‘Power Up for 30’ showing results in Georgia kids


With the state mired in a child obesity epidemic, Georgia Department of Public Health Commissioner Brenda Fitzgerald made her case last school year for more exercise.

Kids were not only heavy, but also weak.

The message co-signed by Fitzgerald and State Superintendent John Barge that was sent to elementary schools across the state was simple: Find a way to get kids moving more. It was not as a replacement for recess or PE, but school systems instead were asked to develop new and innovative cardio programs to braid into an already time-pressed day.

State officials asked for pledges for what they coined “Power Up for 30,” which is part of Georgia Shape, a coalition of education, health care, government and nonprofit leaders dedicated to improving the state’s significant childhood obesity problem.

Schools started signing up across the state. And now, some early results are in — and they are encouraging.

Kids are more fit, seeing an improvement in their BMIs and gaining a better understanding of the connection between physical activity and overall health, according to a pilot study by HealthMPowers, a nonprofit, which tracked progress during this first school year at 39 schools in five school districts (Bibb, Baldwin, Henry, Jones, Monroe).

Key findings by a team of Georgia State University professors evaluating the results from 2,600 students include the following:

— More laps. The average number of PACER (Progressive Aerobic Cardiovascular Endurance Run) laps completed at baseline was 21.3 laps. At the end of the year, each child, on average, completed 24 laps, marking about a 13 percent increase in number of laps completed. PACER is designed to measure aerobic capacity. The objective of the PACER is to run as long as possible while keeping a specified pace.

— Steps also went up. The number of daily steps, on average, went from 3,515 to 3,778 — an increase of almost 8 percent.

— Better understanding of the importance of physical activity and why it matters. The percentage of correct responses to questions about health, such as understanding what you should do after you score low on an aerobic fitness test, went up 89 percent from a test before the program started compared to a test after a year of the program.

— A decline in BMI (body mass index). Fifty-seven percent of students’ BMI percentile score dropped. (It increased for 40 percent; stayed the same for 3 percent.)

Observers laud these findings, saying these results demonstrate efforts to boost exercise at schools are already paying off. And the hope is they will lead to larger, lifelong healthy lifestyle changes.

“Clearly, especially when you look at the knowledge level on physical activity, the needle got moved,” said Michael Metzler, professor at Georgia State University. “And with the others — there are incremental changes, but they are all in the right direction. I think that’s the important takeaway. The needle may not be moving fast, but we know how to make the needle move.”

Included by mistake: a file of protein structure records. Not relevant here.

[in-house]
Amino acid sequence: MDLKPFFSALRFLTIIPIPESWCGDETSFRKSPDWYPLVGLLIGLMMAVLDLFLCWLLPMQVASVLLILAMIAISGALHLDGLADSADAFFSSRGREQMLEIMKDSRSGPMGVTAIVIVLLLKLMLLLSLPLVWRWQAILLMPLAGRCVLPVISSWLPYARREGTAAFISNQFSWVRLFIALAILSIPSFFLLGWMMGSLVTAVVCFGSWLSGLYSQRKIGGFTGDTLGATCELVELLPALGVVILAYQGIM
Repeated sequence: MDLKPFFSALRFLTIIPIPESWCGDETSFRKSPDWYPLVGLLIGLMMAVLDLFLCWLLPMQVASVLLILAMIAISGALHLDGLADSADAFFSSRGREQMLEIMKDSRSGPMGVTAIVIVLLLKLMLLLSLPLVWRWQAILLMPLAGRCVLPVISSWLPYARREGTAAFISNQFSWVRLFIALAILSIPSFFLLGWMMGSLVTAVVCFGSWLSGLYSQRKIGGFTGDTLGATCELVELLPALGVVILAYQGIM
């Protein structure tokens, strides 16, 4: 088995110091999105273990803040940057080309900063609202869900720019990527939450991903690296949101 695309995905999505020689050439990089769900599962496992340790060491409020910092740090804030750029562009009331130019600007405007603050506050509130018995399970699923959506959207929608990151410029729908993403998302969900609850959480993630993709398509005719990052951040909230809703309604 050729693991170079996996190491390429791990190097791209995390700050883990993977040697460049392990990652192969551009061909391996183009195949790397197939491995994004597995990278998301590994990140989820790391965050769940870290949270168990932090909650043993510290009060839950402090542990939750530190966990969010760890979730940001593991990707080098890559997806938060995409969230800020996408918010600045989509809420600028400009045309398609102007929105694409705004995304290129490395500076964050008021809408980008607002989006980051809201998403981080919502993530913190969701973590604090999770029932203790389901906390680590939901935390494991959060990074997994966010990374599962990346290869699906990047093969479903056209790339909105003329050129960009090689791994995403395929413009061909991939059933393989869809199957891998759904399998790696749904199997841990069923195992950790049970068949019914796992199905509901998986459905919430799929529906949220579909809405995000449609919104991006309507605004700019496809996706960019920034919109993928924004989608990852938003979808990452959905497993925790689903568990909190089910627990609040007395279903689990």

Across the state, 321 public elementary schools have taken the Power Up for 30 pledge, and committed to incorporating 30 or more minutes of exercise into the daily routine — including everything from Zumba and yoga classes before the first bell rings to walking and running clubs after school and 10-minute deskercize and “brain boosters” such as jogging in place next to your desk.

Georgia health officials celebrated the results, but they acknowledged more work needs to be done.

These schools represent only about 25 percent of all public elementary schools in the state.

“What we want is every child in every school to have 30 minutes more of physical activity,” Fitzgerald said. “That is the aim.”

Based on the 2013 Fitnessgram results (annual fitness assessments), 41 percent of Georgia kids are at an unhealthy weight, which includes children who are underweight, but the vast majority of those kids outside this healthy weight zone are overweight or obese. (Exact breakdown is not available.)

HealthMPowers, a nonprofit organization that was funded by the Blue Cross Blue Shield of Georgia Foundation for this study, also helps schools maximize the benefits of adding exercise to the school day by providing schools with professional training, curriculum and resources to enable teachers to increase physical activity among their students during the school day, as well as before and after school — without taking any time away from instructional time. In many cases, schools are finding ways to combine exercise and classwork.

For example, Christi Kay, president of HealthMPowers, said children in the study wore pedometers, and the kids would not only record their steps in booklets, but also turn the steps into a math problem — figuring out the average number of steps each day or charting their steps on a graph.

Kay said while schools were encouraged to add at least 30 more minutes of exercise into the day, many schools added several more minutes — and did so in smart and creative ways.

She said some schools opened their doors early and set up exercise stations in the gym to give kids a chance to work out before the first bell rang. Teachers also integrated brain boosters into subjects and got kids moving between changing subjects at school.



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